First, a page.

In the fall of 1972, I was in graduate school at the University of Virginia in Charlottesville. A Scottish climbing buddy and his wife invited me to spend Thanksgiving on a road trip with them. They were headed to one of the many Table Rock State Parks in the south; this one is in South Carolina, near Greenville. I'd never heard of it, and I haven't the vaguest idea how they found out about it.
My memory is pretty vague on some of these details, as I'm writing this 44 years later and I can't find my diary. As I recall, we arrived late, it was cold, and the weather wasn't particularly good. The park didn't have many visitors; we had it mostly to ourselves.
I think we hiked around in the park on Thanksgiving day. I remember it being a normal fall day, in normal southern woods.
Chris and Eve, my friends, had brought the fixin's for a real Thanksgiving meal; I think it may have been their first one in the United States, but I'm not sure. In any case, we had a proper turkey roaster, a proper turkey, wine and everything else we needed for a real celebration. We spent much of the day just being lazy and preparing our feast.
|Cooking||Chris Checking in on the Turkey|
|Wine||Chris Carving the Turkey|
There were some feral cats around that acted pretty hungry, and Eve took pity on them. A red fox showed up as well, probably a regular looking for scraps.
We took a few short hikes which I don't remember much about; I don't think we hiked to the top of Table Rock; my memory is that we didn't know there was a trail to the top until we were leaving. There were some pretty creeks and waterfalls.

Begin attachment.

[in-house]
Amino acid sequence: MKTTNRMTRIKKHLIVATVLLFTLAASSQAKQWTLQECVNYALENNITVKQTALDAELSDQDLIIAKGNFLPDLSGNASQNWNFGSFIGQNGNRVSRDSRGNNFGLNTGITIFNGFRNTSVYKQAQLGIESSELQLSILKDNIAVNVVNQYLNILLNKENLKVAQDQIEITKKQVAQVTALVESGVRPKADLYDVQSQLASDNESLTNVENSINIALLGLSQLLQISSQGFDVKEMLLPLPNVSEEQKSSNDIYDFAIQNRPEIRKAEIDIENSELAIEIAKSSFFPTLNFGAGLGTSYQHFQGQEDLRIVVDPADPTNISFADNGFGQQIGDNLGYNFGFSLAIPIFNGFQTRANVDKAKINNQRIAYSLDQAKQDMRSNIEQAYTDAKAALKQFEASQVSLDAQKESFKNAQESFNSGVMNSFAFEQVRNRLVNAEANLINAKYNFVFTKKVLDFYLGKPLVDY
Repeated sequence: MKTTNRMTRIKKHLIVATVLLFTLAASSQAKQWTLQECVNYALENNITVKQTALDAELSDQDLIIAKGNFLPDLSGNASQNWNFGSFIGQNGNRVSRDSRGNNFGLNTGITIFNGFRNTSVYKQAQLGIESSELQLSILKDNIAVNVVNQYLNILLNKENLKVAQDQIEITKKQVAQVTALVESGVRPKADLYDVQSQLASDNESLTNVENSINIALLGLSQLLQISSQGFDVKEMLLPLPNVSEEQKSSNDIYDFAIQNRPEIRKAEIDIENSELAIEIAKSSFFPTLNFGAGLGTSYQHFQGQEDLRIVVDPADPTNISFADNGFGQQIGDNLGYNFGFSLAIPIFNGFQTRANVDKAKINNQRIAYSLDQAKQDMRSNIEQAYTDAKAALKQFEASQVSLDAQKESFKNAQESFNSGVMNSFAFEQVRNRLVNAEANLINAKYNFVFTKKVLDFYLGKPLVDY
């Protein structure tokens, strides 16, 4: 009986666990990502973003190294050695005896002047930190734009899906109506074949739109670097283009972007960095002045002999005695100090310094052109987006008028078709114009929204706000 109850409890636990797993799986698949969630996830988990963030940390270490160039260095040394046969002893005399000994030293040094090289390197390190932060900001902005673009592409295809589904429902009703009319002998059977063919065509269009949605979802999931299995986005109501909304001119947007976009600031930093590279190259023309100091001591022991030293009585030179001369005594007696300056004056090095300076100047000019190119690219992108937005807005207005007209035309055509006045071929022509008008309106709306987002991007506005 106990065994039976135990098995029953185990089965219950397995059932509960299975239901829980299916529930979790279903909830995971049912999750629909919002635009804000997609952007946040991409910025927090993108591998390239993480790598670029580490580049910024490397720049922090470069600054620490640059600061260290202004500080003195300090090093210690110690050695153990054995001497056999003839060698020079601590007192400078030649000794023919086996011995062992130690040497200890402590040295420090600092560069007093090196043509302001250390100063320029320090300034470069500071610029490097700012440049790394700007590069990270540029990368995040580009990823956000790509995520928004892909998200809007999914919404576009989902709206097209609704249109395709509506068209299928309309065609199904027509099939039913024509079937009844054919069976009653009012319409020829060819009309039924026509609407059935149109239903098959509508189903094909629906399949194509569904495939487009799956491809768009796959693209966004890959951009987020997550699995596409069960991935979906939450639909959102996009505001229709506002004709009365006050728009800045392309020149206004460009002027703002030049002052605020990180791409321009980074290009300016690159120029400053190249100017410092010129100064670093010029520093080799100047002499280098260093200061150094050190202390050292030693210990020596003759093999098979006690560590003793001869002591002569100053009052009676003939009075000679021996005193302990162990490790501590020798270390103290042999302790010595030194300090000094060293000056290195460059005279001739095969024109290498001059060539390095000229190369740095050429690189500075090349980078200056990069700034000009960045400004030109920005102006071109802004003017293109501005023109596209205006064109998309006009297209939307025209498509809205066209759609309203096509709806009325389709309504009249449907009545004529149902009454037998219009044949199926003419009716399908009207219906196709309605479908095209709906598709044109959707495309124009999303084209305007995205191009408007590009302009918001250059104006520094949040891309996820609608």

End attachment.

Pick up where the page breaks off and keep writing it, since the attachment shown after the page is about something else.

What I do remember is that somewhere in there the weather cleared and we got a view of of the steep rock faces of Table Rock. As I recall it was on our way out of the park to head home.
|The Normal View of Table Rock|
As we drove off the road curved, we rounded a bend and we got a view of the "back side" of the mountain. We were flabberghasted. A sheer granite cliff rose for 700 or so feet, with a prow that looked like a mini El Capitan. We had no idea there was that kind of rock anywhere in the southern United States. There was a huge dihedral going right up the NE corner.
|Table Rock, "the back side"|
We immediately said we had to come back and climb it.
|Another Rock or another View of Table Rock?|
I couldn't get that image out of my mind. All through the winter, we talked about going back. The next spring, I did, with my friend Steve Piccolo.